An Open Letter to WSU (preventing another teen mom statistic)

Dear WSU,

$7,000 dollars stands in the way of me returning to your school to finish my Sociology degree. I’d like to use this letter to explain to you why I think I am a good enough bet for you to allow me to return to your school before the debt is paid (versus after).

I became pregnant with my oldest son at age 16.  I was an independent studies student at the time (the equivalent of self-directed homeschool) and I remember my teacher telling me that this was it, I would never graduate high school on time with the rest of my peers.  I had already had a difficult time with school all along and was very behind in high school credits, so her lack of faith was simply what was staring back at her on the stack of paper that made up my cumulative file.

That wasn’t good enough for me.  Though I was no longer living in Santa Cruz or going to Soquel High where all of my lifelong peers were, I couldn’t bear the thought of me, Melissa Strawn, not graduating high school.  I knew I was smart deep down, I knew I had some gifts that could take me great places in life, but I also very much knew that not finishing high school would set me up for great difficulty in landing the kind of job I wanted.

I knew this because I had already worked since age 13 in sales.  I had seen enough job listings in the classifieds and had enough interviews to know that degrees are important.  They matter.  Not having one will allow someone to look directly through me as a person and determine that I am not qualified.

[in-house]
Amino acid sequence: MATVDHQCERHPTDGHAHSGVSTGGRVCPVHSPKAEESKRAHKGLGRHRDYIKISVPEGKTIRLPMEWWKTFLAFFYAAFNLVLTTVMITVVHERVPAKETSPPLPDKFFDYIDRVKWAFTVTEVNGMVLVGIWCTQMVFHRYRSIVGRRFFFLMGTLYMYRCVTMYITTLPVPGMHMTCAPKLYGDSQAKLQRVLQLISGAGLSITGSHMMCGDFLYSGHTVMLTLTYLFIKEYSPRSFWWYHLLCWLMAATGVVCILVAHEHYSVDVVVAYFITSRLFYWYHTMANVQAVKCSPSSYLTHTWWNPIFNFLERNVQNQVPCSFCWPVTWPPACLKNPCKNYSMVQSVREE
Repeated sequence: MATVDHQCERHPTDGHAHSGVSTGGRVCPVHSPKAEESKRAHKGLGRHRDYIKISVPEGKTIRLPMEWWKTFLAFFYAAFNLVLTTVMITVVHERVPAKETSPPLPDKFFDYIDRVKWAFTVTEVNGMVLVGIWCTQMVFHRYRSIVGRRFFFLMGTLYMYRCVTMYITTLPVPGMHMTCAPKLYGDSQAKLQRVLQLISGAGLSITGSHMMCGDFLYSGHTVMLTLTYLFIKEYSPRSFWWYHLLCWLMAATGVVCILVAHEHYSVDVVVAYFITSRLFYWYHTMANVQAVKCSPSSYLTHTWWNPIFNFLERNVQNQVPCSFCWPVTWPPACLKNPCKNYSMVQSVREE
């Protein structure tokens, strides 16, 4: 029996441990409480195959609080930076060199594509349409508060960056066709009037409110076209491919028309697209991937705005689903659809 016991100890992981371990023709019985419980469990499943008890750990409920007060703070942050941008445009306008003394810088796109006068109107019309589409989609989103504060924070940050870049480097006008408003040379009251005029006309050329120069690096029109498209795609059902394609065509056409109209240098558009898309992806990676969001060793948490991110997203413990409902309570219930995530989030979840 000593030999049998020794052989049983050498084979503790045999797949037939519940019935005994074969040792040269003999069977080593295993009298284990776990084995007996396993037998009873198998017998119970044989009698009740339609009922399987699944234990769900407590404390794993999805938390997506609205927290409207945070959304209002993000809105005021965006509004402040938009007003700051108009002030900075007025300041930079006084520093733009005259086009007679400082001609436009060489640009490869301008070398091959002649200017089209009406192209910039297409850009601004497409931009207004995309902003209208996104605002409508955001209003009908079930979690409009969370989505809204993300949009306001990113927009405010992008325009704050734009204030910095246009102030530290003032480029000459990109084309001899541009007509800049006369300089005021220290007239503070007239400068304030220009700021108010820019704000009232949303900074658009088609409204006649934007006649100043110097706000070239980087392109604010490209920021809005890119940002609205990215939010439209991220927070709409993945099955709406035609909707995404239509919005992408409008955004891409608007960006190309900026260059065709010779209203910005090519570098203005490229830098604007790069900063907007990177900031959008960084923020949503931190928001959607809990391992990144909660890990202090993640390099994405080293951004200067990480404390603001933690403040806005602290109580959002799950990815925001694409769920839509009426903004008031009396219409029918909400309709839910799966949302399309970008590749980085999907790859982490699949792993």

So at four months pregnant and after the father of the child bailed completely, I enrolled myself in the community college right next to my school.  And at five months pregnant, I began a full-time schedule at San Jose City College, 12 full units, while also doing double time in my high school classes to finish up on time.  I graduated.  And as I walked down that isle while my mom held my two-week-old son in her arms, crying her eyes out with pride, I knew that absolutely nothing could stand in my way in life.  That someone telling me I can’t do something triggers something in my brain that must find a way where I can.  This was a valuable lesson that has served me quite well.

I continued on at SJCC after that.  They had a guaranteed transfer program that if I followed, would allow me to attend San Jose State University.  Hearing that made my heart leap.  I, the high-school-dropout-teen-mom-fuck-up would get to go to a real university.  And I worked my butt off, juggling single teen mom-hood, part-time work, and full-time school.  And I got accepted into San Jose State.

But the summer before I started my first semester there, I got a job at a startup doing lead gen.  It turned out that I was still quite good at sales and when I got promoted to making $60K a year at age 20 (this is back in 2005), I was addicted to the thought of never having to live in a cockroach infested low-income apartment again or never having to stand in line at the food stamp office or food bank again. And so I did not go on to start at SJSU.  In my mind, I had already made it.  Someone gave me a chance without a degree and I stepped up and made it.